The Royal Academy of Engineering and the Chinese Academy of Sciences held their second joint workshop of the year on The Future of Energy Storage Technologies and Policy at the Institute of Process Engineering in Beijing on 25-26 May. Following an inaugural workshop in London in January, this event aimed to highlight key strategic needs in energy storage research and identify areas for bilateral co-operation. It was co-chaired by Professor Richard Williams OBE FREng, University of Leeds, and Professor Jinghai Li, Vice-President of the Chinese Academy of Sciences.

The welcome address by Prof Jianlin Cao, Vice-Minister in the Chinese Ministry of Science and Technology, highlighted the policy demand for the development of electrical energy storage in China. Professor Brian Collins CB FREng, Chief Scientific Advisor at the Department for Business, Innovation and Skills, gave a presentation outlining the future energy landscape and UK government policy framework. Speakers from the UK also included representatives from Imperial College London, National Grid and the Energy Technologies Institute, who discussed current storage capacity policies and priorities and exchanged future plans with some of China's top engineers and scientists working in the energy field.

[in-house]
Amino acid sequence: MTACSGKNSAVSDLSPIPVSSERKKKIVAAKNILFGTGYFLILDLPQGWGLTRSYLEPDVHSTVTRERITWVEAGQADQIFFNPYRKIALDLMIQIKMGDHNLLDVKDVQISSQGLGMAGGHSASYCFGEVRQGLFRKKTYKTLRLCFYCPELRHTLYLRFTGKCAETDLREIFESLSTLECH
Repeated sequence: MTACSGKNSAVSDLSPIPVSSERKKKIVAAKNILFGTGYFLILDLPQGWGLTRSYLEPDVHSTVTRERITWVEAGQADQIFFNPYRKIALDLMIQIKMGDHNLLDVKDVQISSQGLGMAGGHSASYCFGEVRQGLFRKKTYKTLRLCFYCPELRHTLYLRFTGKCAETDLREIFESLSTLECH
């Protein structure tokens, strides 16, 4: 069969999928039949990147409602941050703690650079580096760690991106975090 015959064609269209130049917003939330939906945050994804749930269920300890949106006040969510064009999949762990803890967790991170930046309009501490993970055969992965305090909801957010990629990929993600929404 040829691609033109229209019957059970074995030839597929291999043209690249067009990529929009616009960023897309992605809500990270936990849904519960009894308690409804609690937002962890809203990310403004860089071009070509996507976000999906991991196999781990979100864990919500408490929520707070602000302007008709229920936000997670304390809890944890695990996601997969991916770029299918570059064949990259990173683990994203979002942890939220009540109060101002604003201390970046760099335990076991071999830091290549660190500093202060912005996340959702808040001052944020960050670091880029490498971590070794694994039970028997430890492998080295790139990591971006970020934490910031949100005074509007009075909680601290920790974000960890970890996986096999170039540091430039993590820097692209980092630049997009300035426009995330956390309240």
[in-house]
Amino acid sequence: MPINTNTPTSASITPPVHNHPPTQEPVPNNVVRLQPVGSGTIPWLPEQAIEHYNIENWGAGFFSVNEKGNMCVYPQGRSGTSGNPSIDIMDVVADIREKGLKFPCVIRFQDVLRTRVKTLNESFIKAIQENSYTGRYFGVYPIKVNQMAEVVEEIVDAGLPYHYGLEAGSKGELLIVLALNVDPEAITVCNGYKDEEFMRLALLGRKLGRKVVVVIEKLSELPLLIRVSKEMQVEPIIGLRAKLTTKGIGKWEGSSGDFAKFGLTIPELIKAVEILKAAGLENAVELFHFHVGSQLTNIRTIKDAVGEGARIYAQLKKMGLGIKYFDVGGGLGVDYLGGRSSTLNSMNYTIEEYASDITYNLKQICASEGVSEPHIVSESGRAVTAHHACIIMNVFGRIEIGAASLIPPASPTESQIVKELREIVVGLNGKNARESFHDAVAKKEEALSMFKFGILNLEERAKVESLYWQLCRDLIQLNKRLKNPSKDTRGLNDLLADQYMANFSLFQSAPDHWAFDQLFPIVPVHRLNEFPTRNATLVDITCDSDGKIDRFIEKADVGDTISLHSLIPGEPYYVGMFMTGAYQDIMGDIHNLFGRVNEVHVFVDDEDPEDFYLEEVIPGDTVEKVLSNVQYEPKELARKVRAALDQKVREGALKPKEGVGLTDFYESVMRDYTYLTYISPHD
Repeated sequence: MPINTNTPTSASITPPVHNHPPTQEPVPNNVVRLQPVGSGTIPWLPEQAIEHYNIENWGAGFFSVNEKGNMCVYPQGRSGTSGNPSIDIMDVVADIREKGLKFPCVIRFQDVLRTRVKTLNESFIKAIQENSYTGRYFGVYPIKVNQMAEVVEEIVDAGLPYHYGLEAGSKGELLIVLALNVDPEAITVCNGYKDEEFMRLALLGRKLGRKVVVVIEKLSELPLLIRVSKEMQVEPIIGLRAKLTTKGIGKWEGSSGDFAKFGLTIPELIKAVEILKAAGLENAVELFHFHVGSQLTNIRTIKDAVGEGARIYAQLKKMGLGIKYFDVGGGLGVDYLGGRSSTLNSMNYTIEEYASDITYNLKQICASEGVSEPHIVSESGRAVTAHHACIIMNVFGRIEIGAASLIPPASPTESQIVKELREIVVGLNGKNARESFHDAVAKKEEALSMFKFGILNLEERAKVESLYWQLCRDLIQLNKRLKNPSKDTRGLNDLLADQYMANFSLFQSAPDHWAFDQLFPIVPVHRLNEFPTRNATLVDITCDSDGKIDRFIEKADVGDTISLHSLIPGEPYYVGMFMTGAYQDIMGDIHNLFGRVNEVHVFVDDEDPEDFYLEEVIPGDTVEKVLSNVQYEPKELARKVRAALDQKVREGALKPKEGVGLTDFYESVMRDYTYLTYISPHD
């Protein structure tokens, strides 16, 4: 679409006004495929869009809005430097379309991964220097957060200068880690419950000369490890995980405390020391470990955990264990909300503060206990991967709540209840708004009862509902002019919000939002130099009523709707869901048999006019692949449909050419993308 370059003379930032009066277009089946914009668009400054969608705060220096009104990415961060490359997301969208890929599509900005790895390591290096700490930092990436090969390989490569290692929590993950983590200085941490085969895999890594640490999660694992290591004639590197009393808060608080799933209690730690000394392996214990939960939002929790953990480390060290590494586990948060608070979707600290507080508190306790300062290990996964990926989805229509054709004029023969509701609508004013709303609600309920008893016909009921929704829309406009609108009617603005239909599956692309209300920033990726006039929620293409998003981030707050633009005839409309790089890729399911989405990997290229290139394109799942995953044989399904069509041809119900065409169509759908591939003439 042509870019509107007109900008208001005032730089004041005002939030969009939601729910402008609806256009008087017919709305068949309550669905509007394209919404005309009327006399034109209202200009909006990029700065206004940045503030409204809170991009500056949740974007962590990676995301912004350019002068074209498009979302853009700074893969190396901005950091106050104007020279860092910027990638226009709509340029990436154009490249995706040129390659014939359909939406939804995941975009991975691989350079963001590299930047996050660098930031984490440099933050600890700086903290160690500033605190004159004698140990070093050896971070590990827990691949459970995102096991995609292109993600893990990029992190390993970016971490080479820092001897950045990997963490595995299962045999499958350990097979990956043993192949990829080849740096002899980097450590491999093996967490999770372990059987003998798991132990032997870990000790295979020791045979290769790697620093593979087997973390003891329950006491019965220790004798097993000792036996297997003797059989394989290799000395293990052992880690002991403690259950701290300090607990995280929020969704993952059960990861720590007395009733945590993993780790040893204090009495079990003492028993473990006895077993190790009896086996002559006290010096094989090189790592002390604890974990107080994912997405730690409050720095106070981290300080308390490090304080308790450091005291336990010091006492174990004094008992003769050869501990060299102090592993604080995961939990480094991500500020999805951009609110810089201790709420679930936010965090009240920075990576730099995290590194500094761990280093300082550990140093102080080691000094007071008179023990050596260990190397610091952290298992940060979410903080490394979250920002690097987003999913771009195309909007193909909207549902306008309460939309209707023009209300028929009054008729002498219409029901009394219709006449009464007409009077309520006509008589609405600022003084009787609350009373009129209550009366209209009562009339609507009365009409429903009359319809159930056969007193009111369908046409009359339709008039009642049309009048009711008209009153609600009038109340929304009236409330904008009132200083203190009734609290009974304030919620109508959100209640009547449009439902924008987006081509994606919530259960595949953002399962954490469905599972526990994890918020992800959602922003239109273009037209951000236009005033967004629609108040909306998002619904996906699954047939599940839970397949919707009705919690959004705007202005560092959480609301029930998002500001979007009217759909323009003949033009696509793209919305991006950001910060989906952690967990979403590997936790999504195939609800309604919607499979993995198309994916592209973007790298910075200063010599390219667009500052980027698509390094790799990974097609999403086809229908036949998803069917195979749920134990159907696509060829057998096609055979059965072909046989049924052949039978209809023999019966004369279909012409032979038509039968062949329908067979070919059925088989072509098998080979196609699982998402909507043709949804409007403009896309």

Zhang Guobao, former director of China’s National Energy Administration, and David Bacon, Science Councillor at the British Embassy, addressed the workshop, both praising the close ties in scientific and technological areas between the UK and China and looking forward to further cooperation of the two countries in key technologies in energy storage.

The workshop also included a poster session and discussions on key issues in energy storage and across demonstrations projects and commercialization. A key message from the workshop was that it would be extremely difficult in both countries to increase the proportion of national energy needs met from low carbon energy sources without a renewed focus on energy storage technology research. The Academies will now collaborate to produce a report with policy recommendations for both the UK and Chinese Governments.

Notes for editors

  1. Founded in 1976, The Royal Academy of Engineering promotes the engineering and technological welfare of the country. Our fellowship – comprising the UK’s most eminent engineers – provides the leadership and expertise for our activities, which focus on the relationships between engineering, technology, and the quality of life. As a national academy, we provide independent and impartial advice to Government; work to secure the next generation of engineers; and provide a voice for Britain’s engineering community.

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Jane Sutton at The Royal Academy of Engineering
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